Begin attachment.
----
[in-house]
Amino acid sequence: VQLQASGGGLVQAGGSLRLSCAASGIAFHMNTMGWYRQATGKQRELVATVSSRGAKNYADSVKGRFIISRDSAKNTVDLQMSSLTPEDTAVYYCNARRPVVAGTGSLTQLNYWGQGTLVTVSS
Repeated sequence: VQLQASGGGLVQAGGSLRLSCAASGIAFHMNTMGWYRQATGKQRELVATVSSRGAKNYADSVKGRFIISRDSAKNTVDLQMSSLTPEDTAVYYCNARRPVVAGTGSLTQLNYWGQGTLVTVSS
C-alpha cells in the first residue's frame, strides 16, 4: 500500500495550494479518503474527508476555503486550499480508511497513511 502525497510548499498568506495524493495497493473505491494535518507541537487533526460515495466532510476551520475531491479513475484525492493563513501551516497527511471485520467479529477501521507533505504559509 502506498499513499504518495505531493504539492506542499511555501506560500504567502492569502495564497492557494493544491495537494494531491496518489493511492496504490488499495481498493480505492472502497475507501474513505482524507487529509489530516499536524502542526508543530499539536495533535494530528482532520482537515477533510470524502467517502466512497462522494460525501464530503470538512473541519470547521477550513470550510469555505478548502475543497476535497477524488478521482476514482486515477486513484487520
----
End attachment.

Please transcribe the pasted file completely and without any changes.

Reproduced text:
[in-house]
Amino acid sequence: VQLQASGGGLVQAGGSLRLSCAASGIAFHMNTMGWYRQATGKQRELVATVSSRGAKNYADSVKGRFIISRDSAKNTVDLQMSSLTPEDTAVYYCNARRPVVAGTGSLTQLNYWGQGTLVTVSS
Repeated sequence: VQLQASGGGLVQAGGSLRLSCAASGIAFHMNTMGWYRQATGKQRELVATVSSRGAKNYADSVKGRFIISRDSAKNTVDLQMSSLTPEDTAVYYCNARRPVVAGTGSLTQLNYWGQGTLVTVSS
C-alpha cells in the first residue's frame, strides 16, 4: 500500500495550494479518503474527508476555503486550499480508511497513511 502525497510548499498568506495524493495497493473505491494535518507541537487533526460515495466532510476551520475531491479513475484525492493563513501551516497527511471485520467479529477501521507533505504559509 502506498499513499504518495505531493504539492506542499511555501506560500504567502492569502495564497492557494493544491495537494494531491496518489493511492496504490488499495481498493480505492472502497475507501474513505482524507487529509489530516499536524502542526508543530499539536495533535494530528482532520482537515477533510470524502467517502466512497462522494460525501464530503470538512473541519470547521477550513470550510469555505478548502475543497476535497477524488478521482476514482486515477486513484487520